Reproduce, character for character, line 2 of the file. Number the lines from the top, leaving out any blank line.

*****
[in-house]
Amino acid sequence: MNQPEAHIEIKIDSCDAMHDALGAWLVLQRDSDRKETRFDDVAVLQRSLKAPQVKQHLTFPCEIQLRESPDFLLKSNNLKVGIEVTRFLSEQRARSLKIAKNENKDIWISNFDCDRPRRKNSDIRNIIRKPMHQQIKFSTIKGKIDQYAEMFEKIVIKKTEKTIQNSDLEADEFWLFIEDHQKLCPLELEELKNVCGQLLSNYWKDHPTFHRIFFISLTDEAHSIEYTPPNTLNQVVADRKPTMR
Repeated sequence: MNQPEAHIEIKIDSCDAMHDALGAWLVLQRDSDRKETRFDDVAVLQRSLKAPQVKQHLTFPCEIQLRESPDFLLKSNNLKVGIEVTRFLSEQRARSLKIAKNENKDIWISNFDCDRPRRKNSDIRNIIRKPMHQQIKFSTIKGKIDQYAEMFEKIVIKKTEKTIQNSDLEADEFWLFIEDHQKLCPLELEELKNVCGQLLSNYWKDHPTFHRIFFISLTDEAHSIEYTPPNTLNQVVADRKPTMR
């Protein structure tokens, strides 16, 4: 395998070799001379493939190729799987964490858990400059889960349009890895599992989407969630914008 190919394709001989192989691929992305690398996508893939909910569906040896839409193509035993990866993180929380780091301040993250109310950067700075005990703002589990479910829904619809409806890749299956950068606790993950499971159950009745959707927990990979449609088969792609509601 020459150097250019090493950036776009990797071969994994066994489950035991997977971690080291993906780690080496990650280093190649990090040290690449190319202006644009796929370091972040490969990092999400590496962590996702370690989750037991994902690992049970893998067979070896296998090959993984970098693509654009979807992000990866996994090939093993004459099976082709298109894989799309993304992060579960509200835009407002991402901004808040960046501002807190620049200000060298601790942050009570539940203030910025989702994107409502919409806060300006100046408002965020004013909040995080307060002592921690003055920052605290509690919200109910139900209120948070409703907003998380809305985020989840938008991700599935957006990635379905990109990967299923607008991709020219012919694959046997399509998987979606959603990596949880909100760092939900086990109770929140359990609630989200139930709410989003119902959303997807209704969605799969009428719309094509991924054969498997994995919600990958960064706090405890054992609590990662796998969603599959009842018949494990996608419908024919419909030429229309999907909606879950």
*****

Amino acid sequence: MNQPEAHIEIKIDSCDAMHDALGAWLVLQRDSDRKETRFDDVAVLQRSLKAPQVKQHLTFPCEIQLRESPDFLLKSNNLKVGIEVTRFLSEQRARSLKIAKNENKDIWISNFDCDRPRRKNSDIRNIIRKPMHQQIKFSTIKGKIDQYAEMFEKIVIKKTEKTIQNSDLEADEFWLFIEDHQKLCPLELEELKNVCGQLLSNYWKDHPTFHRIFFISLTDEAHSIEYTPPNTLNQVVADRKPTMR